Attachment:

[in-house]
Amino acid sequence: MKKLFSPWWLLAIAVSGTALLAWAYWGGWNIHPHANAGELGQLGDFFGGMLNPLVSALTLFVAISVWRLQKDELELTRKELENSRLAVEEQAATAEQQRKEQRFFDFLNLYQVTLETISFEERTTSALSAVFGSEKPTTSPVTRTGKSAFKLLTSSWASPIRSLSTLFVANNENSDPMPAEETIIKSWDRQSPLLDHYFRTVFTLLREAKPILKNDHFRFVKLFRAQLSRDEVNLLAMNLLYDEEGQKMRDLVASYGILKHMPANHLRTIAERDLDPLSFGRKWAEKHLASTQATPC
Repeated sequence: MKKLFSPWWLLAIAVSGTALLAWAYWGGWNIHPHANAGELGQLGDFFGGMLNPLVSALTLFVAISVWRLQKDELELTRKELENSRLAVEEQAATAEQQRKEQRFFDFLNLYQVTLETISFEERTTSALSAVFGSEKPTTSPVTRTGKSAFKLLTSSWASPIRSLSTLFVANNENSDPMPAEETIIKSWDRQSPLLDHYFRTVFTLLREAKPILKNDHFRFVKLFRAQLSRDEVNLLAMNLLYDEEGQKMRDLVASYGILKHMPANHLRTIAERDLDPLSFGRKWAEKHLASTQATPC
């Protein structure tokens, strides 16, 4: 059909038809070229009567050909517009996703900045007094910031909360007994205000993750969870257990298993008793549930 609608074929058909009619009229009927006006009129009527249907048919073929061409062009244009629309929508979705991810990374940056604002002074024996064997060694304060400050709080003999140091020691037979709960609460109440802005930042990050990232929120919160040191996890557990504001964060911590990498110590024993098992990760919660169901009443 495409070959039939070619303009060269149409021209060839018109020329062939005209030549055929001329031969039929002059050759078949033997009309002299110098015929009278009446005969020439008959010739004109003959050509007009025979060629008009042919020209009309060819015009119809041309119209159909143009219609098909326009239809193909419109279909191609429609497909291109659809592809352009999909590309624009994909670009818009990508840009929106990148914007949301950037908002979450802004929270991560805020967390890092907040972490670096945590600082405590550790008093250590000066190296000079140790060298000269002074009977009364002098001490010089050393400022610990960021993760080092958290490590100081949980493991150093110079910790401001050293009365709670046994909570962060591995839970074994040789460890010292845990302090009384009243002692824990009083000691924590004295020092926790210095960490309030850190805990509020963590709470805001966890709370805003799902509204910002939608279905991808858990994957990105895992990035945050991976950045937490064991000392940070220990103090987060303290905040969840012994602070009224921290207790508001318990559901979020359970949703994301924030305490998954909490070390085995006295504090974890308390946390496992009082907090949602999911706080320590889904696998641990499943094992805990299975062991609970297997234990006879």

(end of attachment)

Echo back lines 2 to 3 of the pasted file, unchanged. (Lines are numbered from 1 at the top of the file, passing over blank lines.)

Amino acid sequence: MKKLFSPWWLLAIAVSGTALLAWAYWGGWNIHPHANAGELGQLGDFFGGMLNPLVSALTLFVAISVWRLQKDELELTRKELENSRLAVEEQAATAEQQRKEQRFFDFLNLYQVTLETISFEERTTSALSAVFGSEKPTTSPVTRTGKSAFKLLTSSWASPIRSLSTLFVANNENSDPMPAEETIIKSWDRQSPLLDHYFRTVFTLLREAKPILKNDHFRFVKLFRAQLSRDEVNLLAMNLLYDEEGQKMRDLVASYGILKHMPANHLRTIAERDLDPLSFGRKWAEKHLASTQATPC
Repeated sequence: MKKLFSPWWLLAIAVSGTALLAWAYWGGWNIHPHANAGELGQLGDFFGGMLNPLVSALTLFVAISVWRLQKDELELTRKELENSRLAVEEQAATAEQQRKEQRFFDFLNLYQVTLETISFEERTTSALSAVFGSEKPTTSPVTRTGKSAFKLLTSSWASPIRSLSTLFVANNENSDPMPAEETIIKSWDRQSPLLDHYFRTVFTLLREAKPILKNDHFRFVKLFRAQLSRDEVNLLAMNLLYDEEGQKMRDLVASYGILKHMPANHLRTIAERDLDPLSFGRKWAEKHLASTQATPC